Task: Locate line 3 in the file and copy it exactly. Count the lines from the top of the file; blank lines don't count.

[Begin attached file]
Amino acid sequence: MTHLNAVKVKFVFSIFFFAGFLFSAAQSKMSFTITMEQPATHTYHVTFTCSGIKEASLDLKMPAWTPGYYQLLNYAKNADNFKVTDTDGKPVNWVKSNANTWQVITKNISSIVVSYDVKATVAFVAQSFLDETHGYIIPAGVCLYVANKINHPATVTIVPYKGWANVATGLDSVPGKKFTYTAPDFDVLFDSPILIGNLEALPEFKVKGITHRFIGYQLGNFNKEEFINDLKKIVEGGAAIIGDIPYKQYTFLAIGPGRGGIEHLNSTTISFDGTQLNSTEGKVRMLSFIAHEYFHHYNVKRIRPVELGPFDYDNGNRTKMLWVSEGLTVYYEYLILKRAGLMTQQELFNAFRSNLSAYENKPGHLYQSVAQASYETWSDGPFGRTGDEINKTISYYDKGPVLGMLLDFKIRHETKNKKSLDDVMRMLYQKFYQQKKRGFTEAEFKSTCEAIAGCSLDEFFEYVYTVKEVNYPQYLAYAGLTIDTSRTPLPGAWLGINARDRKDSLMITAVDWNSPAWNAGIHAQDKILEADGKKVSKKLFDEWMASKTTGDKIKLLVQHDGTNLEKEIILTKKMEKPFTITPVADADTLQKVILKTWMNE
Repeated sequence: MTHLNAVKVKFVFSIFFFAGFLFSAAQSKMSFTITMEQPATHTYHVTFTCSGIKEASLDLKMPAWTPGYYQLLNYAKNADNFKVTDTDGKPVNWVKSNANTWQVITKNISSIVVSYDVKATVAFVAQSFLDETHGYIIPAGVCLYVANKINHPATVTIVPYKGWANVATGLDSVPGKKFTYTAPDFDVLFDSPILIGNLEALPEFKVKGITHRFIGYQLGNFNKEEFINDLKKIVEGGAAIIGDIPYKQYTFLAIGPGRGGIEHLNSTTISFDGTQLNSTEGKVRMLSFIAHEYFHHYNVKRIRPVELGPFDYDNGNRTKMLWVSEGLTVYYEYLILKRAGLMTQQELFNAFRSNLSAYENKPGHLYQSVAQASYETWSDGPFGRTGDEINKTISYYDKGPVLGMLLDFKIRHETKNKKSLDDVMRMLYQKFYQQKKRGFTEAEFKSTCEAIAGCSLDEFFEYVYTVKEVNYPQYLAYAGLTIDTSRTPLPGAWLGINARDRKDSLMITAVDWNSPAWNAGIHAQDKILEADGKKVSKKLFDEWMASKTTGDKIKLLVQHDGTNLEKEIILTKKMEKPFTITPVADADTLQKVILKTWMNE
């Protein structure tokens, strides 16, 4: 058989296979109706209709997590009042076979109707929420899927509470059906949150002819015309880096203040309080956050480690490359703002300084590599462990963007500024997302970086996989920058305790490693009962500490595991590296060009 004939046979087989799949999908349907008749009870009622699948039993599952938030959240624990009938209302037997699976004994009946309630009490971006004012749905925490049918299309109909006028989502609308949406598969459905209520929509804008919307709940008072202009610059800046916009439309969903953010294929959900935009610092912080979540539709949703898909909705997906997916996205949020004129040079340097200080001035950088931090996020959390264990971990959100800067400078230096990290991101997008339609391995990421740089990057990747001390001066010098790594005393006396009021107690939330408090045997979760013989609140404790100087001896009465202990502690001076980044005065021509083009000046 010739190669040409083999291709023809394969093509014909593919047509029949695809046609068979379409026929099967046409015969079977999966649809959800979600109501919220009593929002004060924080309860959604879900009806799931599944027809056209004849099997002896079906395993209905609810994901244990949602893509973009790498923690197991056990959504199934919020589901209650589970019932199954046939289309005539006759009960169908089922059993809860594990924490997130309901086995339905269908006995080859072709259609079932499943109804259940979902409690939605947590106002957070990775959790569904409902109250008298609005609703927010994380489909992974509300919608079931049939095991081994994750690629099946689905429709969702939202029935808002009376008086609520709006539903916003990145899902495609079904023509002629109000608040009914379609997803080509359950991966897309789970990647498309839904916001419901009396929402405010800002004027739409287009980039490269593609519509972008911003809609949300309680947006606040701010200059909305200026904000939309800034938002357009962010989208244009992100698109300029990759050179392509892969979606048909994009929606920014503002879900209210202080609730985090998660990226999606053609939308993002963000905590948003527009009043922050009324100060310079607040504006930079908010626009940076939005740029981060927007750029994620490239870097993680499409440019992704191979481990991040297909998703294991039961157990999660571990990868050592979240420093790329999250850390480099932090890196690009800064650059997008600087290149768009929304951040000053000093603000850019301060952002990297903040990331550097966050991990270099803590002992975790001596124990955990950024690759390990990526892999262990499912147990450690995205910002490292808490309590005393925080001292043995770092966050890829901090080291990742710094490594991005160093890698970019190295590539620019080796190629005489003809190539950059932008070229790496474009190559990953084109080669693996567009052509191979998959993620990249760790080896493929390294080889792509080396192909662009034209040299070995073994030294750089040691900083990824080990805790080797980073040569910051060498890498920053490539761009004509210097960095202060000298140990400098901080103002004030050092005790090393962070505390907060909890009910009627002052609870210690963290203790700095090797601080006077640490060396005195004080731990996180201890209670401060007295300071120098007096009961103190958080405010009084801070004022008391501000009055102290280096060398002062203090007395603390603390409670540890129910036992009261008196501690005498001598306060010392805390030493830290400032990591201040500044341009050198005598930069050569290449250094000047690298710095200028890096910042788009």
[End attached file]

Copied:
């Protein structure tokens, strides 16, 4: 058989296979109706209709997590009042076979109707929420899927509470059906949150002819015309880096203040309080956050480690490359703002300084590599462990963007500024997302970086996989920058305790490693009962500490595991590296060009 004939046979087989799949999908349907008749009870009622699948039993599952938030959240624990009938209302037997699976004994009946309630009490971006004012749905925490049918299309109909006028989502609308949406598969459905209520929509804008919307709940008072202009610059800046916009439309969903953010294929959900935009610092912080979540539709949703898909909705997906997916996205949020004129040079340097200080001035950088931090996020959390264990971990959100800067400078230096990290991101997008339609391995990421740089990057990747001390001066010098790594005393006396009021107690939330408090045997979760013989609140404790100087001896009465202990502690001076980044005065021509083009000046 010739190669040409083999291709023809394969093509014909593919047509029949695809046609068979379409026929099967046409015969079977999966649809959800979600109501919220009593929002004060924080309860959604879900009806799931599944027809056209004849099997002896079906395993209905609810994901244990949602893509973009790498923690197991056990959504199934919020589901209650589970019932199954046939289309005539006759009960169908089922059993809860594990924490997130309901086995339905269908006995080859072709259609079932499943109804259940979902409690939605947590106002957070990775959790569904409902109250008298609005609703927010994380489909992974509300919608079931049939095991081994994750690629099946689905429709969702939202029935808002009376008086609520709006539903916003990145899902495609079904023509002629109000608040009914379609997803080509359950991966897309789970990647498309839904916001419901009396929402405010800002004027739409287009980039490269593609519509972008911003809609949300309680947006606040701010200059909305200026904000939309800034938002357009962010989208244009992100698109300029990759050179392509892969979606048909994009929606920014503002879900209210202080609730985090998660990226999606053609939308993002963000905590948003527009009043922050009324100060310079607040504006930079908010626009940076939005740029981060927007750029994620490239870097993680499409440019992704191979481990991040297909998703294991039961157990999660571990990868050592979240420093790329999250850390480099932090890196690009800064650059997008600087290149768009929304951040000053000093603000850019301060952002990297903040990331550097966050991990270099803590002992975790001596124990955990950024690759390990990526892999262990499912147990450690995205910002490292808490309590005393925080001292043995770092966050890829901090080291990742710094490594991005160093890698970019190295590539620019080796190629005489003809190539950059932008070229790496474009190559990953084109080669693996567009052509191979998959993620990249760790080896493929390294080889792509080396192909662009034209040299070995073994030294750089040691900083990824080990805790080797980073040569910051060498890498920053490539761009004509210097960095202060000298140990400098901080103002004030050092005790090393962070505390907060909890009910009627002052609870210690963290203790700095090797601080006077640490060396005195004080731990996180201890209670401060007295300071120098007096009961103190958080405010009084801070004022008391501000009055102290280096060398002062203090007395603390603390409670540890129910036992009261008196501690005498001598306060010392805390030493830290400032990591201040500044341009050198005598930069050569290449250094000047690298710095200028890096910042788009």